Something is broken

Glass Times editor Nathan Bushell wonders if the Grenfell Tower fire exposes wider problems in the construction industry.

Shock, disbelief and sadness. We all felt these emotions when we woke up to news that a fire had ripped through the Grenfell tower block in west London destroying countless lives in the process.

However, these emotions quickly gave way to anger as we realised that this was a wholly avoidable fire. In the wake of the Lakanal House fire in Camberwell, especially, serious lessons should have been learned regarding building material specification, building regulations, and building control.

I saw those horrific images last week and came to the conclusion that there is no point in building regulations.

Presently, the cause of the fire is unknown. However, we all saw the fire take hold with apparent ease, with the cladding in particular receiving a lot of media coverage – the company that supplied the panels confirmed to the Guardian that a non-firesafe material was used instead of one that was fire resistant.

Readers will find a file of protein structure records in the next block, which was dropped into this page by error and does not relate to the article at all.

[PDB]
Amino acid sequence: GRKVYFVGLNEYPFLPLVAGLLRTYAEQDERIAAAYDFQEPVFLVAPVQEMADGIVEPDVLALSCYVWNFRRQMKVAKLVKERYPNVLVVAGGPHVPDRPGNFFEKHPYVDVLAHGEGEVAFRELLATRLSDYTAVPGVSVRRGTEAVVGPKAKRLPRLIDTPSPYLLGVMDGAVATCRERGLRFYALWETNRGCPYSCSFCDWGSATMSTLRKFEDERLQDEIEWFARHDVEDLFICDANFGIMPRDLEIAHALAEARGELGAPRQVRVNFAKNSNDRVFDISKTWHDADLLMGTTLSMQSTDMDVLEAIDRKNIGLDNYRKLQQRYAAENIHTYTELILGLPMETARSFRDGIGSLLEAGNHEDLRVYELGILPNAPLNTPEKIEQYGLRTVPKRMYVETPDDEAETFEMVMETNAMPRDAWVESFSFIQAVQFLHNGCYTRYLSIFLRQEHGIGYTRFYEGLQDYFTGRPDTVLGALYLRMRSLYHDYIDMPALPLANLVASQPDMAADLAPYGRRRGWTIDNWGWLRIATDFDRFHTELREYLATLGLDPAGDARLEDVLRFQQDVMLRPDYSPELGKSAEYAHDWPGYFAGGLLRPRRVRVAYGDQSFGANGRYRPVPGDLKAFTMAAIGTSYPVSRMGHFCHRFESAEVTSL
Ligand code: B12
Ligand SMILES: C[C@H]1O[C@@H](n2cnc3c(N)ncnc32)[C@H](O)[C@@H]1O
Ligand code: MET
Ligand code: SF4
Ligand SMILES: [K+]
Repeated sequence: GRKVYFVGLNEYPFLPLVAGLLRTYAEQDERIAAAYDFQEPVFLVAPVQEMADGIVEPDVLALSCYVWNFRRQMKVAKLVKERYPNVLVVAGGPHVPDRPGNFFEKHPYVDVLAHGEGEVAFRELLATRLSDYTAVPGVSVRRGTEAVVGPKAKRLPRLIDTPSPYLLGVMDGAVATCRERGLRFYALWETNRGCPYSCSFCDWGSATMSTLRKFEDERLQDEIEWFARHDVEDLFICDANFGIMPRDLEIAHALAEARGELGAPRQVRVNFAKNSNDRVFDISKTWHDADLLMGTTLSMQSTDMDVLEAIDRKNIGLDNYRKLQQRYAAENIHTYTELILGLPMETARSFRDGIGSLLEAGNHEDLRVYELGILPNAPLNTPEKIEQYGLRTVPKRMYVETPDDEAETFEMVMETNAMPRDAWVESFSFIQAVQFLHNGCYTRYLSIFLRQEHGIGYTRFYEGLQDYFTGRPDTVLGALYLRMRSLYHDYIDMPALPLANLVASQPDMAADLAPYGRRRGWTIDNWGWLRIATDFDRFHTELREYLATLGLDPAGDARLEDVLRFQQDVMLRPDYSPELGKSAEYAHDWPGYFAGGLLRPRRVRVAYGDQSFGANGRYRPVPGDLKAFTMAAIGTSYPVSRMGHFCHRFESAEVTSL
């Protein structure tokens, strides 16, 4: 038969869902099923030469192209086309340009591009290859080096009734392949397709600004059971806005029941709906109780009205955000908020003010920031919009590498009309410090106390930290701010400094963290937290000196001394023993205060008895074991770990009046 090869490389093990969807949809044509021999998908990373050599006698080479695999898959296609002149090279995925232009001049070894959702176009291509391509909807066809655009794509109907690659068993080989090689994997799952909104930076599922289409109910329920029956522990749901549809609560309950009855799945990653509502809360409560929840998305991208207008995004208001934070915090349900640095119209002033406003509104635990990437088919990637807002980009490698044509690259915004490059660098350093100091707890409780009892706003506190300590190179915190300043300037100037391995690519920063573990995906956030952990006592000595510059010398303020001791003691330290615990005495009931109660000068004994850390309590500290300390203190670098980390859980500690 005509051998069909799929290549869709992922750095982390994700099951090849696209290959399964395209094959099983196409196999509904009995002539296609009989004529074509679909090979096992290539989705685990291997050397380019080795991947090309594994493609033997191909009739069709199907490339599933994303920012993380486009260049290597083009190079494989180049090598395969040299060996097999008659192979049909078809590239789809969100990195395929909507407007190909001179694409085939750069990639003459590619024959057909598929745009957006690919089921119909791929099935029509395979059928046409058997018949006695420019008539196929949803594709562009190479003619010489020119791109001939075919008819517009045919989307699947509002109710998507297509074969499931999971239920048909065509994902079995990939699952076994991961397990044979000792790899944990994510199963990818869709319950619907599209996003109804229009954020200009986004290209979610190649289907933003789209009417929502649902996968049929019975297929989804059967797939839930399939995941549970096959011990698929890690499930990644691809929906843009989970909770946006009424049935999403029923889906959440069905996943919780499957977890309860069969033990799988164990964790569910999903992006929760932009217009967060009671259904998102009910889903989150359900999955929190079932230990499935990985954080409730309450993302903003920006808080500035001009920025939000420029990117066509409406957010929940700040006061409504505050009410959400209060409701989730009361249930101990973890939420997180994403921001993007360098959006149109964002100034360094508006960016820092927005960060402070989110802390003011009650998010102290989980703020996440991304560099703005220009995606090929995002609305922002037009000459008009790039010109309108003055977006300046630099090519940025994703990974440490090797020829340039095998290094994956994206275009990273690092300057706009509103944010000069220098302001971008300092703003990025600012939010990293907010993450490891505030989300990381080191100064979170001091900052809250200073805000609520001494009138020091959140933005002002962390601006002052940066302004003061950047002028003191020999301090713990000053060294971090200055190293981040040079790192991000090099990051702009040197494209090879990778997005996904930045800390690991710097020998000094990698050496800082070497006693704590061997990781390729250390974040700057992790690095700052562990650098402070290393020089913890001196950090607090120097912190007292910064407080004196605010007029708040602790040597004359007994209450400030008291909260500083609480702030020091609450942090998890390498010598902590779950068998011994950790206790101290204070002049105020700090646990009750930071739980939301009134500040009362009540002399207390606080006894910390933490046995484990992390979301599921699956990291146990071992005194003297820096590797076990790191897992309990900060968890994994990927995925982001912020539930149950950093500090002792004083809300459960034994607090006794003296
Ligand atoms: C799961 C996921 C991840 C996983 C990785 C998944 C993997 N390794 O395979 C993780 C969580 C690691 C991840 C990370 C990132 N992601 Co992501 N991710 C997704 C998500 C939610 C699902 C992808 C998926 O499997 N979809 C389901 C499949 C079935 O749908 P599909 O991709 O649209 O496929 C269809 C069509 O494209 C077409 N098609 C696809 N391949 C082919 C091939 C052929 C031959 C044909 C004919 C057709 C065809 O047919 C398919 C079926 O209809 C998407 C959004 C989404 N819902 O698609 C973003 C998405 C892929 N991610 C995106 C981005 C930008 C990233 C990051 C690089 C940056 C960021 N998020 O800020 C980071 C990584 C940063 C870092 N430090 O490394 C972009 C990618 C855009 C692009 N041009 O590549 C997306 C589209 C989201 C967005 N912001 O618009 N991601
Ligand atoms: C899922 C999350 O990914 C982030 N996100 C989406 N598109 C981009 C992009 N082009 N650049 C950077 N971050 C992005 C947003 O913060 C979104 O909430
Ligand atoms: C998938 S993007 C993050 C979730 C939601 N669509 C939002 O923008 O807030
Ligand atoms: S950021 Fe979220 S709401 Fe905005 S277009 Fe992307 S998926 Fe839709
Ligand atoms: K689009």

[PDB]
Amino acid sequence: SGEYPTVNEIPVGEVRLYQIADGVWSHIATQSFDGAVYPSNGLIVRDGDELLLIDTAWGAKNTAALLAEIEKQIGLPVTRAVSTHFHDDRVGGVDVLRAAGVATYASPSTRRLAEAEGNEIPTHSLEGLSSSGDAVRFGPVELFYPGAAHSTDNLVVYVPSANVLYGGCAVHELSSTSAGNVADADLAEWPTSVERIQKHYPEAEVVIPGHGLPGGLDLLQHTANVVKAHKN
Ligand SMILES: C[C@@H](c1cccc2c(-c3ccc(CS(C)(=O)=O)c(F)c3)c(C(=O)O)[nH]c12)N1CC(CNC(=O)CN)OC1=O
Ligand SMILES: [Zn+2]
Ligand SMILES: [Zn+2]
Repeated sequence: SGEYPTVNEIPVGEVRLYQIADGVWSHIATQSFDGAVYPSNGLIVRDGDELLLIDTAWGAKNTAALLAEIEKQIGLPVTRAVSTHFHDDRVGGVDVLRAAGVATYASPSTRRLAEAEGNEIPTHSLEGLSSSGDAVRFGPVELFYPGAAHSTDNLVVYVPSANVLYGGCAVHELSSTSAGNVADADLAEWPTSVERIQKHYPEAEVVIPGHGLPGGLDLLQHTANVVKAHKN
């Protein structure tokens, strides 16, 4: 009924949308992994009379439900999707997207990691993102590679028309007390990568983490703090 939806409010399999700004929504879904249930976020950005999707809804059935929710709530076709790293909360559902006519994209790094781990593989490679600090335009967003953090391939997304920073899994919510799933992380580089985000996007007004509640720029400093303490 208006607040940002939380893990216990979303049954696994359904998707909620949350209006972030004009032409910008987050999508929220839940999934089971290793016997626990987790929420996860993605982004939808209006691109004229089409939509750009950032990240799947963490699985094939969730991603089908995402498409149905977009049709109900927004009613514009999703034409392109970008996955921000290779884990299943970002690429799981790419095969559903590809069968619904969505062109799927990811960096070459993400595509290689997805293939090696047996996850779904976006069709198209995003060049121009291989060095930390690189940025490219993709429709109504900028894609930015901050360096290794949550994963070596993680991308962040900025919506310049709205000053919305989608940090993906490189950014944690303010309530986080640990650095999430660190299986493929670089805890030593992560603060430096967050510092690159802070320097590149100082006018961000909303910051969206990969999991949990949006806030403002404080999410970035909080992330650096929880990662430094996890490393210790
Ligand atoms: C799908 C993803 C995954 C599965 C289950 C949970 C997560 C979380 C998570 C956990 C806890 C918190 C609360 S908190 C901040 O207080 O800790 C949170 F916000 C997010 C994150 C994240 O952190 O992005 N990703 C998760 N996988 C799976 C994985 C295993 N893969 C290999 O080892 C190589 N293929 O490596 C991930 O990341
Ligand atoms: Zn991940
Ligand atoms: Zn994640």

How did a contractor save itself a couple of pounds per metre by reducing the spec on the panels from a fire safe insulation to one that was demonstrably flammable?

Who was responsible for that decision? If a specifier wanted to replace a cladding panel with one made from non-flammable materials, who decided that it was acceptable to change it?

If a main contractor takes on a project, and sub-contracts out elements to specialist teams, which then source their own materials, who oversees the designed integrity of the build?

The issue of broken specifications is a curse for many suppliers that see their products specified at the design stage, only to see them replaced further down the chain. Typically, the loss is only financial, but when we see families going up in smoke, isn’t it about time that we admit that something in construction is broken?